Disclosure Scotland had not previously been involved with earlier versions of the document. They were sent the document to review and the group met with Disclosure Scotland's customer engagement manager to discuss the document at length before actioning any comments/feedback. The meeting was extremely beneficial in providing comments along with feedback and Disclosure Scotland colleagues provided additional information and training resources which will help more people be able to understand and apply for disclosure. They also provided links for AHP/Occupational Therapist teams to contact them for training sessions which it is hoped in turn will help more people understand disclosure and open up more opportunities and help people obtain more roles/placements – creating more opportunities and equality in the workplace.
3.7 Lived Experience
A member of the group had discussions with an individual with lived experience currently working with Recruit with Conviction. They provided very useful comments on the document with regards to the uncertainties relating to people with Compulsion Order with Restriction Order (COROs). Their view was that whilst on their Orders, disclosure would apply. However, there was some confusion with regards to the Management of Offenders (Scotland) Bill. Due to this, further clarity was needed within the body of the document of disclosure when subject to CORO and when this is considered spent. Due to this insight from someone with lived experience, this query was passed on to legal colleagues to provide more steer on this.
Following discussions with SGLD regarding this, it was discovered that there was an error on the SG webpage version of the Guidance for the self-disclosure of previous convictions & alternatives to prosecution in Scotland under the Rehabilitation of Offenders Act 1974. Officials were then able to alert the appropriate team so that this error can be amended, which will hopefully avoid users of the document experiencing any confusion regarding this type of disclosure.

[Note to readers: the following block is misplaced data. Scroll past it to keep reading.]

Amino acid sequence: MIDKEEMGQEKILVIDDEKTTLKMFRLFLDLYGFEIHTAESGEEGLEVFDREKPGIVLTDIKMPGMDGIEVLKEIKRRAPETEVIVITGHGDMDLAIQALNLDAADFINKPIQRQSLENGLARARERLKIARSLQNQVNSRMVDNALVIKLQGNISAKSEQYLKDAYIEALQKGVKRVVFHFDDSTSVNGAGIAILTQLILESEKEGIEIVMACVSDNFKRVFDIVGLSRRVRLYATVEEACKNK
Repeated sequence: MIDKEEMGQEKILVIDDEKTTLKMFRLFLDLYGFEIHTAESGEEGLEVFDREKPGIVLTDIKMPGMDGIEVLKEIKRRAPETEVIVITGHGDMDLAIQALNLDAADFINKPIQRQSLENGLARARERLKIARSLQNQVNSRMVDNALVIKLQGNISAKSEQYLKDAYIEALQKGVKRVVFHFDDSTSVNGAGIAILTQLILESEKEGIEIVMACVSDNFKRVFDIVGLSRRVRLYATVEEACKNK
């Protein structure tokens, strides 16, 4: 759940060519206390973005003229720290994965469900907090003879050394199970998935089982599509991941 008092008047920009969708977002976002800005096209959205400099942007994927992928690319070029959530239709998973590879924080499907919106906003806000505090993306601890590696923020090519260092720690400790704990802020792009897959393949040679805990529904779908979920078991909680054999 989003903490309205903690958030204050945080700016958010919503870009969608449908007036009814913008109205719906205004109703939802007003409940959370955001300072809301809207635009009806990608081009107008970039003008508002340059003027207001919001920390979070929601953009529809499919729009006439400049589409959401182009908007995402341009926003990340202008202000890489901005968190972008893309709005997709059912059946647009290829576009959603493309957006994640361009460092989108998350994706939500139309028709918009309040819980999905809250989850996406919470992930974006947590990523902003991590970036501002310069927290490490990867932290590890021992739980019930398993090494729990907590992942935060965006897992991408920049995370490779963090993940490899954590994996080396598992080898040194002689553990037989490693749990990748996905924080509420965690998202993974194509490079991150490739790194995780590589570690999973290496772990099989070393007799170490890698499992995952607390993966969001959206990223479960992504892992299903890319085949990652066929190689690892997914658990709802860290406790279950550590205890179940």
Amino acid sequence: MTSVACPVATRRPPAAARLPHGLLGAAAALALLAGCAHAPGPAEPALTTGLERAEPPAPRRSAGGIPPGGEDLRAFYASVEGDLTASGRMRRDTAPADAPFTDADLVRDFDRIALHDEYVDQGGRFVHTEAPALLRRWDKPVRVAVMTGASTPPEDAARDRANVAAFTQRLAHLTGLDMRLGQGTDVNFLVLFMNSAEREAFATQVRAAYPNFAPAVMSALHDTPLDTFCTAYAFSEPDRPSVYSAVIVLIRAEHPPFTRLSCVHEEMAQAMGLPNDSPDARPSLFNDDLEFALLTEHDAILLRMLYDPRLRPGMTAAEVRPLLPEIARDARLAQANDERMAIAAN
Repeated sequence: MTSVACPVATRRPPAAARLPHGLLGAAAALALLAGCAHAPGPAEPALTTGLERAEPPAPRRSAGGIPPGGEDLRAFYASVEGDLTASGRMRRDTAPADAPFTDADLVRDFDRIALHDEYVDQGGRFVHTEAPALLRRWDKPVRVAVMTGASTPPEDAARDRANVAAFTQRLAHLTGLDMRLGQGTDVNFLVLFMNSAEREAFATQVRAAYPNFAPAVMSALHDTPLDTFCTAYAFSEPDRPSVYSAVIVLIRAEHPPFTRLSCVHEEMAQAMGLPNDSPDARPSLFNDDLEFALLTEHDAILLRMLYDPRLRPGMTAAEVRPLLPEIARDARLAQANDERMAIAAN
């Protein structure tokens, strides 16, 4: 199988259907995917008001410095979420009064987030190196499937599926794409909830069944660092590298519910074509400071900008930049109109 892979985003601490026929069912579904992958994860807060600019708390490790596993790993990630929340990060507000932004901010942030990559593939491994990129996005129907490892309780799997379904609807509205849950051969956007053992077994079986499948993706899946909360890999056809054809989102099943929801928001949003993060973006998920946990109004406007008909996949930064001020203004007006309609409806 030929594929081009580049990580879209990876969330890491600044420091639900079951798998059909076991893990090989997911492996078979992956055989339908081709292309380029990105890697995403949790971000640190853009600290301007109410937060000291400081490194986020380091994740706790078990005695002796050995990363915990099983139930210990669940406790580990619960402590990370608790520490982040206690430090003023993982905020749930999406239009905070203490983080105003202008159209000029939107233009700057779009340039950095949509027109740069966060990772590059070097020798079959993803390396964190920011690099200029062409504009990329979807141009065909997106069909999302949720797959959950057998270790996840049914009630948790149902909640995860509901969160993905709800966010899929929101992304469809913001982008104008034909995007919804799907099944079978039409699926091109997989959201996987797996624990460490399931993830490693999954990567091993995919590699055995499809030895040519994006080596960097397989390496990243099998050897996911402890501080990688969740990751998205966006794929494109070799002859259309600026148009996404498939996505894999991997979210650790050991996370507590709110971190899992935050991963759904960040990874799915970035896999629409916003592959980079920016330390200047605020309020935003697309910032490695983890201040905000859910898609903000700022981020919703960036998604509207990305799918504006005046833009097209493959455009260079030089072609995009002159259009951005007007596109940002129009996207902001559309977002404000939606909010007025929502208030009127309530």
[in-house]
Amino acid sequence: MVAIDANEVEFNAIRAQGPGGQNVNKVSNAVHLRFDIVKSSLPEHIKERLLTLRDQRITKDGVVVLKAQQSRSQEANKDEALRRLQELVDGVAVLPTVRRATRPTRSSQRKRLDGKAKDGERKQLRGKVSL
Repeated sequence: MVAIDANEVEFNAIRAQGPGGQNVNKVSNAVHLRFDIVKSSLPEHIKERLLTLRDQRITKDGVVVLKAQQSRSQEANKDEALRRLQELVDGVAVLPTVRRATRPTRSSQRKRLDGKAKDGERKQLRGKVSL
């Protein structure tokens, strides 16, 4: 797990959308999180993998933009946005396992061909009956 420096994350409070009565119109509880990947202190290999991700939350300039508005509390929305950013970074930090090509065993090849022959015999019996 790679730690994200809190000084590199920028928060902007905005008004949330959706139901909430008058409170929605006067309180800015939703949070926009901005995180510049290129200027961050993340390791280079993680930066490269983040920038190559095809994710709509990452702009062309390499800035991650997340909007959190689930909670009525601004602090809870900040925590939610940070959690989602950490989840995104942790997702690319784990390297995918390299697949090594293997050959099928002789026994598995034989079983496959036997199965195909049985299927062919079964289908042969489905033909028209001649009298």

3.8 Case Studies
There are several case studies included in the document. These examples have come from real life scenarios provided by people with lived experience who have been through the disclosure process. We have been given consent for these to be used in the document. There were initial concerns from SGLD with regards to the data protection of these individuals as the examples contained special category data (e.g. health information such as medical diagnoses) and criminal conviction data which could be potentially identifiable information. Officials have since spoken with the Data Protection team and have removed all potentially identifiable information from the examples and completely anonymised these.
Officials and those in the working group believe that these case studies are extremely beneficial to those using the document as they provide real examples which may be useful to individuals in a similar situation. Data protection colleagues advised that when the potentially identifiable information is removed and the examples are anonymised it is then ultimately the decision of the Information Asset Officer whether or not these should be included in the document.